The financial services reform legislation, which the Senate passed, 60-39, on Thursday, July 15, is the latest in a century-spanning series of efforts to revamp financial and securities activities through regulation. Here is a timeline of various past legislative milestones:
1911: Kansas becomes first state to enact law requiring registration of securities and brokers. Similar laws are adopted by most other states over the next two decades. They are known as “blue sky” laws, as they aim to combat what were referred to in one early case as “speculative schemes which have no more basis than so many feet of blue sky.”
1929: Uniform Sale of Securities Act seeks to harmonize securities regulations across states. Only five states adopt it, however, and it is abandoned in 1943.
1933: During FDR’s first 100 days in office, the Securities Act of 1933 becomes the first general federal law regulating securities issuance. It requires certain issuers to file registration statements with the Federal Trade Commission. Also, Banking Act, commonly known after its sponsors as Glass-Steagall, creates a separation between investment banks and deposit-taking institutions.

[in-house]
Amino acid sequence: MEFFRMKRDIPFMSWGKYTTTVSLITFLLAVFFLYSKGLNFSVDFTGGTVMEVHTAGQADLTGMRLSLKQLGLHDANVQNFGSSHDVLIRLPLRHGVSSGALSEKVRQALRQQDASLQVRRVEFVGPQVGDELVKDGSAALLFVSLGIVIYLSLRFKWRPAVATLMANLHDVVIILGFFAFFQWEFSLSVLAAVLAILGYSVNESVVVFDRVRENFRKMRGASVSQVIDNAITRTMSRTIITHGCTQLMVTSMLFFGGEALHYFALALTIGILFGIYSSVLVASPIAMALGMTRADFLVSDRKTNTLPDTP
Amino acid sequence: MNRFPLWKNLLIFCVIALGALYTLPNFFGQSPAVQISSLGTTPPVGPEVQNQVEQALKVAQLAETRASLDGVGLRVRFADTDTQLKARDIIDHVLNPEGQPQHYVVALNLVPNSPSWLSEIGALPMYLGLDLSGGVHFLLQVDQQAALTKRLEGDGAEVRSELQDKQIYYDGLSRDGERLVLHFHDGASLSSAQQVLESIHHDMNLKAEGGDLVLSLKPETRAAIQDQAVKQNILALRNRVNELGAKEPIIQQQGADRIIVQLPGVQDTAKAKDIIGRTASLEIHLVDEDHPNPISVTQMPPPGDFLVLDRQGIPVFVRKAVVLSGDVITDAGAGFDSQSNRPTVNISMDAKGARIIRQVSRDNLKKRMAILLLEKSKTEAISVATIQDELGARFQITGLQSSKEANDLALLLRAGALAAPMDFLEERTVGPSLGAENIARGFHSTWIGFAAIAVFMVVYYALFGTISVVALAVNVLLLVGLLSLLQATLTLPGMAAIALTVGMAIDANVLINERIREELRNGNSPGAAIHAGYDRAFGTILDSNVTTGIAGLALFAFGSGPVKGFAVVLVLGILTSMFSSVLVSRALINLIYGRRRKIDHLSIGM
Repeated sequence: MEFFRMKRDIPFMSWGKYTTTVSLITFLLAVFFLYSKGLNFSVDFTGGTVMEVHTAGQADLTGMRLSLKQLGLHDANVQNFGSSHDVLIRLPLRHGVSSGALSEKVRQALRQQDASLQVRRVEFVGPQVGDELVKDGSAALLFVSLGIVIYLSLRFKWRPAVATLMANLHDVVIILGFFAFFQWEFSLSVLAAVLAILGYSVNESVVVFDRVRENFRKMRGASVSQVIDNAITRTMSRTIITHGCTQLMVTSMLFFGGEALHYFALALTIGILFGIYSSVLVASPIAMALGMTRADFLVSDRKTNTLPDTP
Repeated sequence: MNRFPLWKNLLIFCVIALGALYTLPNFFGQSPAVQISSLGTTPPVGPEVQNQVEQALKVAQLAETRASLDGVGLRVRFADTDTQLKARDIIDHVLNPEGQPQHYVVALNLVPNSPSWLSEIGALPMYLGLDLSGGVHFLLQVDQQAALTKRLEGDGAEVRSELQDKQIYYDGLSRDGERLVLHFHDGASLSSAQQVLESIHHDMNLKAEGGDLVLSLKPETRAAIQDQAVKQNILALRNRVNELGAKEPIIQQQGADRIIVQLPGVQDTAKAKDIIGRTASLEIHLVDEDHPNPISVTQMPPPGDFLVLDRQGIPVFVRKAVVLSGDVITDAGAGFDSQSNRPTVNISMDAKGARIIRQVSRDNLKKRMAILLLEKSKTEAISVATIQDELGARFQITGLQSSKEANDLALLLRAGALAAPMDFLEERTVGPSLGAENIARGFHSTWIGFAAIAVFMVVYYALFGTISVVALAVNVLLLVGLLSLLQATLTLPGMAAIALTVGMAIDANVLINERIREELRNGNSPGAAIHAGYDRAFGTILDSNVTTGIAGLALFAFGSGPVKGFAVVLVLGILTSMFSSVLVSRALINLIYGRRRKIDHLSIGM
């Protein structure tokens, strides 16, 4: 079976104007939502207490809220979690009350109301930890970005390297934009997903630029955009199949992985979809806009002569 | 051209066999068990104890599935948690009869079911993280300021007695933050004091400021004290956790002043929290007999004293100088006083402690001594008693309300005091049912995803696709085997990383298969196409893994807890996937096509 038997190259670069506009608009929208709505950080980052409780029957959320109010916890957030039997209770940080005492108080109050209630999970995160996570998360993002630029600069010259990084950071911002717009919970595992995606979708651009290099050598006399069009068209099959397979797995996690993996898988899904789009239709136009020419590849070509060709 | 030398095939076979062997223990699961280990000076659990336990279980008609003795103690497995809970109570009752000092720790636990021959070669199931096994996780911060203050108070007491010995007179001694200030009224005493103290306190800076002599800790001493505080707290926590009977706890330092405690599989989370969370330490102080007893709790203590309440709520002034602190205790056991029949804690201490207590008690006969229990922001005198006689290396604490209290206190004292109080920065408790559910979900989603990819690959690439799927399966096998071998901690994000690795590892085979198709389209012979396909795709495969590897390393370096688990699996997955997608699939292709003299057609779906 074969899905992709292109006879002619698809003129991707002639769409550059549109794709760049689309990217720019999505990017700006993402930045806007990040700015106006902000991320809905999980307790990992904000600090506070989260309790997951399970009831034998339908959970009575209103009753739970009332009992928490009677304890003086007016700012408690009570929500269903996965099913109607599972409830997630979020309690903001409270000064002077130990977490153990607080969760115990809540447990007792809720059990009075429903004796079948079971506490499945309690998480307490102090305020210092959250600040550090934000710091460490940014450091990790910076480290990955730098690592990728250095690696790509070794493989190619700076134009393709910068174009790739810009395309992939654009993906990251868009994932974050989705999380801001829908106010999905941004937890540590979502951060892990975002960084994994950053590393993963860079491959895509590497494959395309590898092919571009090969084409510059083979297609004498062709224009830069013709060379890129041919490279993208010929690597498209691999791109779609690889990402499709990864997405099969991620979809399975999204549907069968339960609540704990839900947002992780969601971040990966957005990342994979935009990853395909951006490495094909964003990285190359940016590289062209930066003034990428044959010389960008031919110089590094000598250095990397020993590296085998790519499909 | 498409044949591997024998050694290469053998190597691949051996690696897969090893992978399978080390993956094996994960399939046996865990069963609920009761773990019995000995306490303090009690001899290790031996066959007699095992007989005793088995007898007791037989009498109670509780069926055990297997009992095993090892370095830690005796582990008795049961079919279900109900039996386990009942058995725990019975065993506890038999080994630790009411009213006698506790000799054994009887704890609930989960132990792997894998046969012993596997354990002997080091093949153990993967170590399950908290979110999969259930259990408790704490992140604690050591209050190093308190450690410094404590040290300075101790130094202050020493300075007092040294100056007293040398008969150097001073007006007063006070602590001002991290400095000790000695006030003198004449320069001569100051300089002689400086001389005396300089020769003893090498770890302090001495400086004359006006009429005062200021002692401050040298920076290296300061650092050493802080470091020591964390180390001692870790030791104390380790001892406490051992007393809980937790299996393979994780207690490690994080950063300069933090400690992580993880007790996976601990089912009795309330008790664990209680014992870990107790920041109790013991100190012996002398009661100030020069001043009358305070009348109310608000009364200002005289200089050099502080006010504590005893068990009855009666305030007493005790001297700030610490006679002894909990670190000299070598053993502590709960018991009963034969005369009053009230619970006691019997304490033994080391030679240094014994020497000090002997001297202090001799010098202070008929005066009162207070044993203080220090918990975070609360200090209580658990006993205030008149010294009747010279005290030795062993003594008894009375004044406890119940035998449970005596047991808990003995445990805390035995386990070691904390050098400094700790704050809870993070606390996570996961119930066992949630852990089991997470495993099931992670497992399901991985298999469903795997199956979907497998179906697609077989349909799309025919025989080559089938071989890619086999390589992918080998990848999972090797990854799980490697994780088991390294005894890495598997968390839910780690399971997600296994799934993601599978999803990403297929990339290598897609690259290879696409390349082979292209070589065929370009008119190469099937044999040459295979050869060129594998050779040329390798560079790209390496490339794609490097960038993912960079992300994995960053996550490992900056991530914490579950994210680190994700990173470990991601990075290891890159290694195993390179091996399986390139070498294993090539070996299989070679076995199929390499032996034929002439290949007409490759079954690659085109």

1934: Under the Securities Exchange Act of 1934, the Securities and Exchange Commission is created. The new agency has a statutory mandate to regulate stock exchanges and prohibit manipulative trading practices.
1938: Maloney Act provides for a national organization of brokers and dealers to create and enforce disciplinary rules. Consequently, the National Association of Securities Dealers is created in 1940, and the SEC has power to review its decisions.
1940: Investment Company Act and Investment Advisers Act require investment companies and advisors (then typically spelled “advisers”) to register with the SEC. The legislation contains a fiduciary standard for advisors but exempts brokers as long as their advice is “incidental” to their brokerage services and not given special compensation.
1956: New effort to harmonize state rules results in Uniform Securities Act, which is adopted (albeit with variations) by most states. There will be later revisions in 1985 and 2002.
1964: Amendments to 1934 securities law extend reporting requirements to firms above a certain size that are traded over-the-counter rather than on an exchange.